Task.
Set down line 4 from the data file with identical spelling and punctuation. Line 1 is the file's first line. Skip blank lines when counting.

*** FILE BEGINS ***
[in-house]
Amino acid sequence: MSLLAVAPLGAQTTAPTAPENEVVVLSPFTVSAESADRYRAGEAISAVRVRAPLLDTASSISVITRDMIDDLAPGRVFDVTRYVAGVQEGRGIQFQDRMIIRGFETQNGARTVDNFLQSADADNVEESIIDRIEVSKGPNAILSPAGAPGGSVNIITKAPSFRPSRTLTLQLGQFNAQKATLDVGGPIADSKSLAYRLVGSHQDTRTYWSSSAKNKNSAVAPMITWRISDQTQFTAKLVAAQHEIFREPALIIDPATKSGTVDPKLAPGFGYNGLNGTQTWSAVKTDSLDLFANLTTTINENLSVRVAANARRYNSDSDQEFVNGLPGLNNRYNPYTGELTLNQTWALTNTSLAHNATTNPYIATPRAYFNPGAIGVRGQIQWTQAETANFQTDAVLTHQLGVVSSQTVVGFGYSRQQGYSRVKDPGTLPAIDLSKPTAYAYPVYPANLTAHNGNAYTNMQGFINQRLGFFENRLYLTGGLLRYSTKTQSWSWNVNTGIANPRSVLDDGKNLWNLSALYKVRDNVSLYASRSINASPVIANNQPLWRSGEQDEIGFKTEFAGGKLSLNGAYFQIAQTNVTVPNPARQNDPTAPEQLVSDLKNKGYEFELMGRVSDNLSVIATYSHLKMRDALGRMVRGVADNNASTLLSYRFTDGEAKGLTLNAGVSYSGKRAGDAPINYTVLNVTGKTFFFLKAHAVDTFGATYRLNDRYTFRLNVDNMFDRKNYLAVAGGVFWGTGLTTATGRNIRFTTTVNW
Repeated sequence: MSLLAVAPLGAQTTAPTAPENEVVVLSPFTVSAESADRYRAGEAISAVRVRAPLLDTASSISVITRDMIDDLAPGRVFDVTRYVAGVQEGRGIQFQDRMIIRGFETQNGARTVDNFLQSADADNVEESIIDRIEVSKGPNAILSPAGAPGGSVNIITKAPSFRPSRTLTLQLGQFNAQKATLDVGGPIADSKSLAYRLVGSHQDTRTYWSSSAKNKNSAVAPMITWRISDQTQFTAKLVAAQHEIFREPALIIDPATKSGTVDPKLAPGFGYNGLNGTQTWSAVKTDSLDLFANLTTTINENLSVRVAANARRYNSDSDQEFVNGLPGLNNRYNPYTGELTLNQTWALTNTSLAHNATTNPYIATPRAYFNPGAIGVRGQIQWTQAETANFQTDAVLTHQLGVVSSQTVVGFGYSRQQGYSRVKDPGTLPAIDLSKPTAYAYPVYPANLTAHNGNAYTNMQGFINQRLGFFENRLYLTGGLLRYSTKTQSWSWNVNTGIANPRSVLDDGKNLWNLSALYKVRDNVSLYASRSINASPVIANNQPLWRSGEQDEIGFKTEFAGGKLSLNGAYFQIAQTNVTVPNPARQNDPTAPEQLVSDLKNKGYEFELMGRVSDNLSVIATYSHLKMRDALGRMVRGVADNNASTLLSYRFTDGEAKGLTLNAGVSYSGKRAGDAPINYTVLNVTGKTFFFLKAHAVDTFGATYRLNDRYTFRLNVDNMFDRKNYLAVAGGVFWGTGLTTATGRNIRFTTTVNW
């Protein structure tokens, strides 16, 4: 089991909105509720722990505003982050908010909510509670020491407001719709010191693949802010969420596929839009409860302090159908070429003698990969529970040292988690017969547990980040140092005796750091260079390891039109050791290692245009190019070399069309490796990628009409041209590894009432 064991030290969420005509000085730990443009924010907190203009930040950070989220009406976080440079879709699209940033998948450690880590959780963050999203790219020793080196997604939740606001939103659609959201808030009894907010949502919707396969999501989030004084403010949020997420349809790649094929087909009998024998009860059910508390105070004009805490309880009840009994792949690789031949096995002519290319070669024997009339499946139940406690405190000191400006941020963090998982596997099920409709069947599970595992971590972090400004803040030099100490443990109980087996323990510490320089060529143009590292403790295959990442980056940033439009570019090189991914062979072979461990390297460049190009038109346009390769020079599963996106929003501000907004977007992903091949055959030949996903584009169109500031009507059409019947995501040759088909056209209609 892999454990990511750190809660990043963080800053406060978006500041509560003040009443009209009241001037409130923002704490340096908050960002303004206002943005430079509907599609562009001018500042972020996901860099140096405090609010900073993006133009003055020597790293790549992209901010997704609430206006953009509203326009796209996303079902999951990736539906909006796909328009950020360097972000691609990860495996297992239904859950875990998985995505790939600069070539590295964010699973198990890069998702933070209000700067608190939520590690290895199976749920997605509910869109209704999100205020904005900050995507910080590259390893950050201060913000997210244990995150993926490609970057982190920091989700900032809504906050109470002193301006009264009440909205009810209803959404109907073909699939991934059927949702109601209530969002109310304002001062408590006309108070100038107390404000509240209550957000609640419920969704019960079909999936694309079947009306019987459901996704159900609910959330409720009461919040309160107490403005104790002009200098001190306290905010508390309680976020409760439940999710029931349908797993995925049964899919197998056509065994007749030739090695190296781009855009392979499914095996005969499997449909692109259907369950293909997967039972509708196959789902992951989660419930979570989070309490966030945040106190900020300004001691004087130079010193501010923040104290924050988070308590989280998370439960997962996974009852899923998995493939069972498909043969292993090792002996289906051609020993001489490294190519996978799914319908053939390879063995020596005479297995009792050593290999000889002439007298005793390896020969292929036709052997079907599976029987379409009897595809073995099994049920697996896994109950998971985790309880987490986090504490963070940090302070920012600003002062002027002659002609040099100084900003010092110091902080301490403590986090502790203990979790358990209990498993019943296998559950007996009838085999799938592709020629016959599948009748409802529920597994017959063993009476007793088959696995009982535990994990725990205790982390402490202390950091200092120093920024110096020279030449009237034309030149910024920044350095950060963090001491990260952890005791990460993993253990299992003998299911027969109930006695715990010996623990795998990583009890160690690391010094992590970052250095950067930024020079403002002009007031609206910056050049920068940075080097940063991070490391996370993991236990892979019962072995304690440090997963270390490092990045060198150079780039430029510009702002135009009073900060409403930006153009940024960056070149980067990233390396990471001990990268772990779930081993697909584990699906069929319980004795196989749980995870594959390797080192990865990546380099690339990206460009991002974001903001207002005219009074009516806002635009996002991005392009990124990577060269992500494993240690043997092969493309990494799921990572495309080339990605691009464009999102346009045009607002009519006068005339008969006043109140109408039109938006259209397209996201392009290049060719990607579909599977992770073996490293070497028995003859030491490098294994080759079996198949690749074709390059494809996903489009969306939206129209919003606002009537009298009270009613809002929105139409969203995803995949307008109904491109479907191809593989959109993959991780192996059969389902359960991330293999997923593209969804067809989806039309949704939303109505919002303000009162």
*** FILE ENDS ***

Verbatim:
């Protein structure tokens, strides 16, 4: 089991909105509720722990505003982050908010909510509670020491407001719709010191693949802010969420596929839009409860302090159908070429003698990969529970040292988690017969547990980040140092005796750091260079390891039109050791290692245009190019070399069309490796990628009409041209590894009432 064991030290969420005509000085730990443009924010907190203009930040950070989220009406976080440079879709699209940033998948450690880590959780963050999203790219020793080196997604939740606001939103659609959201808030009894907010949502919707396969999501989030004084403010949020997420349809790649094929087909009998024998009860059910508390105070004009805490309880009840009994792949690789031949096995002519290319070669024997009339499946139940406690405190000191400006941020963090998982596997099920409709069947599970595992971590972090400004803040030099100490443990109980087996323990510490320089060529143009590292403790295959990442980056940033439009570019090189991914062979072979461990390297460049190009038109346009390769020079599963996106929003501000907004977007992903091949055959030949996903584009169109500031009507059409019947995501040759088909056209209609 892999454990990511750190809660990043963080800053406060978006500041509560003040009443009209009241001037409130923002704490340096908050960002303004206002943005430079509907599609562009001018500042972020996901860099140096405090609010900073993006133009003055020597790293790549992209901010997704609430206006953009509203326009796209996303079902999951990736539906909006796909328009950020360097972000691609990860495996297992239904859950875990998985995505790939600069070539590295964010699973198990890069998702933070209000700067608190939520590690290895199976749920997605509910869109209704999100205020904005900050995507910080590259390893950050201060913000997210244990995150993926490609970057982190920091989700900032809504906050109470002193301006009264009440909205009810209803959404109907073909699939991934059927949702109601209530969002109310304002001062408590006309108070100038107390404000509240209550957000609640419920969704019960079909999936694309079947009306019987459901996704159900609910959330409720009461919040309160107490403005104790002009200098001190306290905010508390309680976020409760439940999710029931349908797993995925049964899919197998056509065994007749030739090695190296781009855009392979499914095996005969499997449909692109259907369950293909997967039972509708196959789902992951989660419930979570989070309490966030945040106190900020300004001691004087130079010193501010923040104290924050988070308590989280998370439960997962996974009852899923998995493939069972498909043969292993090792002996289906051609020993001489490294190519996978799914319908053939390879063995020596005479297995009792050593290999000889002439007298005793390896020969292929036709052997079907599976029987379409009897595809073995099994049920697996896994109950998971985790309880987490986090504490963070940090302070920012600003002062002027002659002609040099100084900003010092110091902080301490403590986090502790203990979790358990209990498993019943296998559950007996009838085999799938592709020629016959599948009748409802529920597994017959063993009476007793088959696995009982535990994990725990205790982390402490202390950091200092120093920024110096020279030449009237034309030149910024920044350095950060963090001491990260952890005791990460993993253990299992003998299911027969109930006695715990010996623990795998990583009890160690690391010094992590970052250095950067930024020079403002002009007031609206910056050049920068940075080097940063991070490391996370993991236990892979019962072995304690440090997963270390490092990045060198150079780039430029510009702002135009009073900060409403930006153009940024960056070149980067990233390396990471001990990268772990779930081993697909584990699906069929319980004795196989749980995870594959390797080192990865990546380099690339990206460009991002974001903001207002005219009074009516806002635009996002991005392009990124990577060269992500494993240690043997092969493309990494799921990572495309080339990605691009464009999102346009045009607002009519006068005339008969006043109140109408039109938006259209397209996201392009290049060719990607579909599977992770073996490293070497028995003859030491490098294994080759079996198949690749074709390059494809996903489009969306939206129209919003606002009537009298009270009613809002929105139409969203995803995949307008109904491109479907191809593989959109993959991780192996059969389902359960991330293999997923593209969804067809989806039309949704939303109505919002303000009162």